A vocal minority of car enthusiasts in Arizona are up in arms over the results of the 2021 North American Car of the Year award and are now feverishly seeking to undo the results with a recount of the state’s votes. The 2021 Hyundai Elantra was the clear winner of the annual honor, bestowed by the North American Car, Utility, and Truck of the Year (NACTOY) automotive media jury, but the outcome isn’t sitting well with everyone.
It’s unclear what the disgruntled voters expect to achieve by recounting an estimated 2.1 million votes given the Elantra’s clear 7 million vote margin of victory over it’s closest competitor: a 1994 Pontiac Grand Am. While the Pontiac normally wouldn’t be eligible for the 2021 award due to the fact it was introduced 27 years ago, and since Pontiac went out of business in 2009, a groundswell of support from disaffected voters saw the Grand Am make the ballot despite its complete lack of qualifications.
Introduced in the 70s, the Grand Am was Pontiac’s attempt to strike a balance between sportiness and luxury after high-end brands like BMW and Mercedes moved into the U.S. market. As is often the case when trying to strike such a balance, the Grand Am failed spectacularly at both, earning a reputation as a cheap imitation of a legitimate sports car that failed to gain much support beyond a loyal subset of Pontiac owners. Even with an established American car brand supporting the Grand Am financially, it was unable to ever earn a reputation as a serious contender in the domestic market, despite numerous television appearances including The Incredible Hulk, Miami Vice, and The Wonder Years.
That all changed in recent years, when a fringe group of Grand Am fans staged a virtual coup of the Great Old Pontiac owners club, rocketing the Grand Am into the mainstream despite a confoundingly short list of positive attributes. While the group’s members recognize that the Pontiac lacks many of the safety features, efficiency, and overall styling of modern vehicles like the Elantra, they insist that only American-made vehicles are qualified to hold the Car of the Year title.
“The Grand Am is a quintessential American success story,” says Jay Dermant, chair of the Arizona Pontiac Owners Association. “Starting with a small $211 million investment by Pontiac, the Grand Am was able to make the company literally thousands of dollars during its time on the market. Too long we’ve let these multinational brands plunder our domestic market and earn all the awards, but the Grand Am has set its sights on making the title of North American Car of the Year great again.”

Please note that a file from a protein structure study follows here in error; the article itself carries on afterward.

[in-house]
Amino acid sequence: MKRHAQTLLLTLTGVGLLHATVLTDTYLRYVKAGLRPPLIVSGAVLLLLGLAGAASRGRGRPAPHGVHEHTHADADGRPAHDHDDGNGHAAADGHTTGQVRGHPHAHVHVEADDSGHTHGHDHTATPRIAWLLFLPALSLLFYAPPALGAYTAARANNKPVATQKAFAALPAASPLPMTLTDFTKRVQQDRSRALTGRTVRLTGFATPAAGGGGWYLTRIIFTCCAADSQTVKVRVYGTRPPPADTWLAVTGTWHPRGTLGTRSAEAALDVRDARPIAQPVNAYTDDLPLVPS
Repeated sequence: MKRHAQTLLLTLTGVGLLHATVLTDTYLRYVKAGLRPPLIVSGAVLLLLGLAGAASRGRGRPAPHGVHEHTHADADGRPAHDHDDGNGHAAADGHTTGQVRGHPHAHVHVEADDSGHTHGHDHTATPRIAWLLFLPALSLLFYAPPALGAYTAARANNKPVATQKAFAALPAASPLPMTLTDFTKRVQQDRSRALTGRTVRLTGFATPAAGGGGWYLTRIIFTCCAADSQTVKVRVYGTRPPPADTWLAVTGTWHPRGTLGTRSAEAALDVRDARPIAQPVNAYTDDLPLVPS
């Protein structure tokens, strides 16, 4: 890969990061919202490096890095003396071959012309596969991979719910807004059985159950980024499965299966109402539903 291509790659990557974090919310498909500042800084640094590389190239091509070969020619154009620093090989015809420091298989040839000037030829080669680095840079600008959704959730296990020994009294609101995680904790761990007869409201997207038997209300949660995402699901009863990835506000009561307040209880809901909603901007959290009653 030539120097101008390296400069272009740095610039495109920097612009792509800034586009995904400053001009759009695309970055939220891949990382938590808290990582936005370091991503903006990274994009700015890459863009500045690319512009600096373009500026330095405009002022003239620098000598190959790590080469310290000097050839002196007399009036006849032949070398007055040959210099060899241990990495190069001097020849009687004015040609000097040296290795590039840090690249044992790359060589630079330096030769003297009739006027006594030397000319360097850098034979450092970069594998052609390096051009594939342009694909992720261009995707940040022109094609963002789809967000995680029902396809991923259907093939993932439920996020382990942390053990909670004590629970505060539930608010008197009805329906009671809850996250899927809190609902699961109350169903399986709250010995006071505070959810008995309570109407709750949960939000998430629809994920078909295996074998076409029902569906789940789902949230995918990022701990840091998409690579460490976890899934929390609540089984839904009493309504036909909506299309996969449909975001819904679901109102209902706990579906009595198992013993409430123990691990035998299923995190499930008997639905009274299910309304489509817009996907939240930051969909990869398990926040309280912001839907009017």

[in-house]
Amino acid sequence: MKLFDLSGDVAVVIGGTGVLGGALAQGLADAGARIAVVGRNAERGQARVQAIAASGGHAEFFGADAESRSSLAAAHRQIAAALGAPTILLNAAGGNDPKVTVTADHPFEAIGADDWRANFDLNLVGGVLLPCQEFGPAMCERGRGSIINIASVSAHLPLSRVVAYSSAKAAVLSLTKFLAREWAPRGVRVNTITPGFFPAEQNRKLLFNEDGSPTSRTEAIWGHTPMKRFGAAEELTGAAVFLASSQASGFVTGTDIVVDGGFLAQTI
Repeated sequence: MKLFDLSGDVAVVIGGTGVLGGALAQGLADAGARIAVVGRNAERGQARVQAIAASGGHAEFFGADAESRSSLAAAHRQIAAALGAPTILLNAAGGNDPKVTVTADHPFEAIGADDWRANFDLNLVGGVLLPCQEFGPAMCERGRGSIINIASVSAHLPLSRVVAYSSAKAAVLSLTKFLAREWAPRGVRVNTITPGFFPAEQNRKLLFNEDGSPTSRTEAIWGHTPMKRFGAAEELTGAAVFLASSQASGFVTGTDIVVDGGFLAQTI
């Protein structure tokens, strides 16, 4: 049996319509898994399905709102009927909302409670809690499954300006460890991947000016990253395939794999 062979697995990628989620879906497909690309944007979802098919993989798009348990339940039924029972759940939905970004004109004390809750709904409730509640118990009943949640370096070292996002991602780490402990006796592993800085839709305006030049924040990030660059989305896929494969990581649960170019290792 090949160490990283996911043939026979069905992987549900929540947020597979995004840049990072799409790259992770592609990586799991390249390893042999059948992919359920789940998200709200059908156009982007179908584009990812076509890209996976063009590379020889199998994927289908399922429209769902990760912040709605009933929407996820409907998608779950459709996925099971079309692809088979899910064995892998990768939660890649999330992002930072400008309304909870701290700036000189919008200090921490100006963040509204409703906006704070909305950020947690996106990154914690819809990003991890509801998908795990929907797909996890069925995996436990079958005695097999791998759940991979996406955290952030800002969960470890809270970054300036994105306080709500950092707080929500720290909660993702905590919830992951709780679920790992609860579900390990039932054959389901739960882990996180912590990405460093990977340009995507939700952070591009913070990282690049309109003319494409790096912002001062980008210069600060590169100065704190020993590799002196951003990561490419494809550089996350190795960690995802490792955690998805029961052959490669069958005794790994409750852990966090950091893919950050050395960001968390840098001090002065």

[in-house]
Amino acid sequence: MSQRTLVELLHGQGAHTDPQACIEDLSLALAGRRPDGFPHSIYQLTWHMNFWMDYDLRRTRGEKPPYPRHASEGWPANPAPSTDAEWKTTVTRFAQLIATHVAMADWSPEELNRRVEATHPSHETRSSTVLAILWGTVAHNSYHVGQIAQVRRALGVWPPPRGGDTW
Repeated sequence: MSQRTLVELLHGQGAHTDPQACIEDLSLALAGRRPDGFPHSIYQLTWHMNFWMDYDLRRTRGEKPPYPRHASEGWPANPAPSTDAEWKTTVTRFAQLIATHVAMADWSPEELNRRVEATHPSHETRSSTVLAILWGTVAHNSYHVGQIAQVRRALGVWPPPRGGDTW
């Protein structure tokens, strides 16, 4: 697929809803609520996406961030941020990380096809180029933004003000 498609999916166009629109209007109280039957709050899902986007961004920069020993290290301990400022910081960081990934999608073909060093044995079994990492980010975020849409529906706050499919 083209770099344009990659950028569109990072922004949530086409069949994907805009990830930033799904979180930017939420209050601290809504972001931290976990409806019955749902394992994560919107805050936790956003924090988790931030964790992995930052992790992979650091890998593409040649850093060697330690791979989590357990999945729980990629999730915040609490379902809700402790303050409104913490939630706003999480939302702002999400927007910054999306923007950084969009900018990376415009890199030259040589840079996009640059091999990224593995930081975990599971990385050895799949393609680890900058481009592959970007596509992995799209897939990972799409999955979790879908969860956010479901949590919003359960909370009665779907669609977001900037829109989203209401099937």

This new breed of diehard, fact-resistant Grand Am fans went as far as to remove their highest-ranking female member of the Great Old Pontiac owners club after she spoke out in support of the Elantra. “I’ve been a proud Pontiac driver my entire life, but after a short ride in the Elantra, I was won over by the smooth ride, low fuel consumption, and the fact that it didn’t require you to refill the radiator with Diet Pepsi 11 times a day,” said Triz Laney in a now-infamous interview with a local ABC affiliate.
“I didn’t love the Grand Am at first, I’ll admit it. It’s noisy, always getting itself into trouble, and is a little too flashy without actually having anything of substance underneath, but after it beat out the Firebird to become Pontiac’s candidate, I fell in line and went with the flow,” says Laney. “Now, I can’t stand by any longer and while my Pontiac colleagues call into question the proud tradition of the North American Car of the Year award.”
Laney is the latest casualty in a culture war that’s swept the increasingly fractured car-buying nation in recent years. While those on one side advocate for a more progressive type of energy-efficient vehicles to represent the industry, others believe that only a true blue, exhaust-spewing son of Detroit should be named Car of the Year. Decrying the perceived hysteria around scientifically proven trends like climate change, Pontiac owners say the Grand Am is inexorably linked to American taste in culture in a way that virtually guarantees its status as a contender for years to come.
The recount continues in Arizona despite the fact that the 2021 award was bestowed over 100 days ago. Voting watchdogs worry that the decidedly pro-Pontiac group proctoring the tally could lead to biased results, but others advocate letting them have their fun and pray they lose interest by the time the next election cycle rolls around.